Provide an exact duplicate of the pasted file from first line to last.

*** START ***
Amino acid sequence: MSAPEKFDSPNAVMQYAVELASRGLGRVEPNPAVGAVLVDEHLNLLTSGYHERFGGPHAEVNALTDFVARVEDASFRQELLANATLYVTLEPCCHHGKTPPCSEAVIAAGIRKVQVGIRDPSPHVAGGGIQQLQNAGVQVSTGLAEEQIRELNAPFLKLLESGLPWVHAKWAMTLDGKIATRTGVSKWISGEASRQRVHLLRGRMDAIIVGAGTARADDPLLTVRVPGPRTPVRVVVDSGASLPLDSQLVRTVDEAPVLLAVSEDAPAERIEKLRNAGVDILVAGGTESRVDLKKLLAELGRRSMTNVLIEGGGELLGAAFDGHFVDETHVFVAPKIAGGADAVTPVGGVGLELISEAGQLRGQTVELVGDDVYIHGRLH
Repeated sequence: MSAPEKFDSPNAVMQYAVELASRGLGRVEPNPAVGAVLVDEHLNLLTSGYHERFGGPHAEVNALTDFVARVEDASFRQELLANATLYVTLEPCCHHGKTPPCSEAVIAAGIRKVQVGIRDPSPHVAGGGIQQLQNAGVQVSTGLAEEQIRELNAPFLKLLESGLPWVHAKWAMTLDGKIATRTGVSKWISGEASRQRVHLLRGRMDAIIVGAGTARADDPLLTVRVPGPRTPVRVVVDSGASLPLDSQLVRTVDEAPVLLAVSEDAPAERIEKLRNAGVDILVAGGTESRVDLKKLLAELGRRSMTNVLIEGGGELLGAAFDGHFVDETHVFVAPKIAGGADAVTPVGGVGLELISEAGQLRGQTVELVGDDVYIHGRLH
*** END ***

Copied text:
Amino acid sequence: MSAPEKFDSPNAVMQYAVELASRGLGRVEPNPAVGAVLVDEHLNLLTSGYHERFGGPHAEVNALTDFVARVEDASFRQELLANATLYVTLEPCCHHGKTPPCSEAVIAAGIRKVQVGIRDPSPHVAGGGIQQLQNAGVQVSTGLAEEQIRELNAPFLKLLESGLPWVHAKWAMTLDGKIATRTGVSKWISGEASRQRVHLLRGRMDAIIVGAGTARADDPLLTVRVPGPRTPVRVVVDSGASLPLDSQLVRTVDEAPVLLAVSEDAPAERIEKLRNAGVDILVAGGTESRVDLKKLLAELGRRSMTNVLIEGGGELLGAAFDGHFVDETHVFVAPKIAGGADAVTPVGGVGLELISEAGQLRGQTVELVGDDVYIHGRLH
Repeated sequence: MSAPEKFDSPNAVMQYAVELASRGLGRVEPNPAVGAVLVDEHLNLLTSGYHERFGGPHAEVNALTDFVARVEDASFRQELLANATLYVTLEPCCHHGKTPPCSEAVIAAGIRKVQVGIRDPSPHVAGGGIQQLQNAGVQVSTGLAEEQIRELNAPFLKLLESGLPWVHAKWAMTLDGKIATRTGVSKWISGEASRQRVHLLRGRMDAIIVGAGTARADDPLLTVRVPGPRTPVRVVVDSGASLPLDSQLVRTVDEAPVLLAVSEDAPAERIEKLRNAGVDILVAGGTESRVDLKKLLAELGRRSMTNVLIEGGGELLGAAFDGHFVDETHVFVAPKIAGGADAVTPVGGVGLELISEAGQLRGQTVELVGDDVYIHGRLH